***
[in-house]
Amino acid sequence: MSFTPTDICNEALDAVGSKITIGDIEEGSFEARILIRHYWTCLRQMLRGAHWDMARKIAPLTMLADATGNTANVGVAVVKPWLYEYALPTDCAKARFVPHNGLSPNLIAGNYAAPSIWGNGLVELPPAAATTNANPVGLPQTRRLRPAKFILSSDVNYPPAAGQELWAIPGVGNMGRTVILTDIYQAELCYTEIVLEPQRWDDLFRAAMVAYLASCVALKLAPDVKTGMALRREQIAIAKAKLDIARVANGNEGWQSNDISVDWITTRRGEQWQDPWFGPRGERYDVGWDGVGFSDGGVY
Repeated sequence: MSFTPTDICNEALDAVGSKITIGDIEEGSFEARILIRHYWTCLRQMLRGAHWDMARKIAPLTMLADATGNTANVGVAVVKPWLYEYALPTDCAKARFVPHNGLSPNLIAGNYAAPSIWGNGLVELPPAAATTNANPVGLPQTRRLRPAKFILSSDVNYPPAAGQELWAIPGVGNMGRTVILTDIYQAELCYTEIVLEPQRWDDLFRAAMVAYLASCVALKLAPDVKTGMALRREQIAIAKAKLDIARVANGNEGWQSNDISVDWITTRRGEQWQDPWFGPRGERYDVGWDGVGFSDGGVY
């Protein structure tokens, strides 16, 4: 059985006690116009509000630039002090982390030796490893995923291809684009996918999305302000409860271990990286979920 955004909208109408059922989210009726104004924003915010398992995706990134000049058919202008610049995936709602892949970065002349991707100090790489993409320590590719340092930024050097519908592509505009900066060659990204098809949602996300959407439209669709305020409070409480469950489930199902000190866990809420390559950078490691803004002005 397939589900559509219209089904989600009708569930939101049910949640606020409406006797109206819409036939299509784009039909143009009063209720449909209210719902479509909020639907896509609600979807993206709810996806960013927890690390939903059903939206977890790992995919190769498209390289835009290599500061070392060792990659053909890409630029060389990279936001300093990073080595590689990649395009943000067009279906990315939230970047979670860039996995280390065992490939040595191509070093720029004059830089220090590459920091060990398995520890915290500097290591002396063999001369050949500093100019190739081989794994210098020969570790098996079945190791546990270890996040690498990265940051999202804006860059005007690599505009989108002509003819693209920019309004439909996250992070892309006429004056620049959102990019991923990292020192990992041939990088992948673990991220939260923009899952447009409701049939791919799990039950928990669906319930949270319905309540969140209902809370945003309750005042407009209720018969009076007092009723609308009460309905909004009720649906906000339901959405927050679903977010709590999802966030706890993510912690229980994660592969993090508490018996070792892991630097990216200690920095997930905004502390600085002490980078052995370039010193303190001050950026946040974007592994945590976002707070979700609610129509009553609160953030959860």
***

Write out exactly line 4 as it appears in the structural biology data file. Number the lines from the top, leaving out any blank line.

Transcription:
């Protein structure tokens, strides 16, 4: 059985006690116009509000630039002090982390030796490893995923291809684009996918999305302000409860271990990286979920 955004909208109408059922989210009726104004924003915010398992995706990134000049058919202008610049995936709602892949970065002349991707100090790489993409320590590719340092930024050097519908592509505009900066060659990204098809949602996300959407439209669709305020409070409480469950489930199902000190866990809420390559950078490691803004002005 397939589900559509219209089904989600009708569930939101049910949640606020409406006797109206819409036939299509784009039909143009009063209720449909209210719902479509909020639907896509609600979807993206709810996806960013927890690390939903059903939206977890790992995919190769498209390289835009290599500061070392060792990659053909890409630029060389990279936001300093990073080595590689990649395009943000067009279906990315939230970047979670860039996995280390065992490939040595191509070093720029004059830089220090590459920091060990398995520890915290500097290591002396063999001369050949500093100019190739081989794994210098020969570790098996079945190791546990270890996040690498990265940051999202804006860059005007690599505009989108002509003819693209920019309004439909996250992070892309006429004056620049959102990019991923990292020192990992041939990088992948673990991220939260923009899952447009409701049939791919799990039950928990669906319930949270319905309540969140209902809370945003309750005042407009209720018969009076007092009723609308009460309905909004009720649906906000339901959405927050679903977010709590999802966030706890993510912690229980994660592969993090508490018996070792892991630097990216200690920095997930905004502390600085002490980078052995370039010193303190001050950026946040974007592994945590976002707070979700609610129509009553609160953030959860």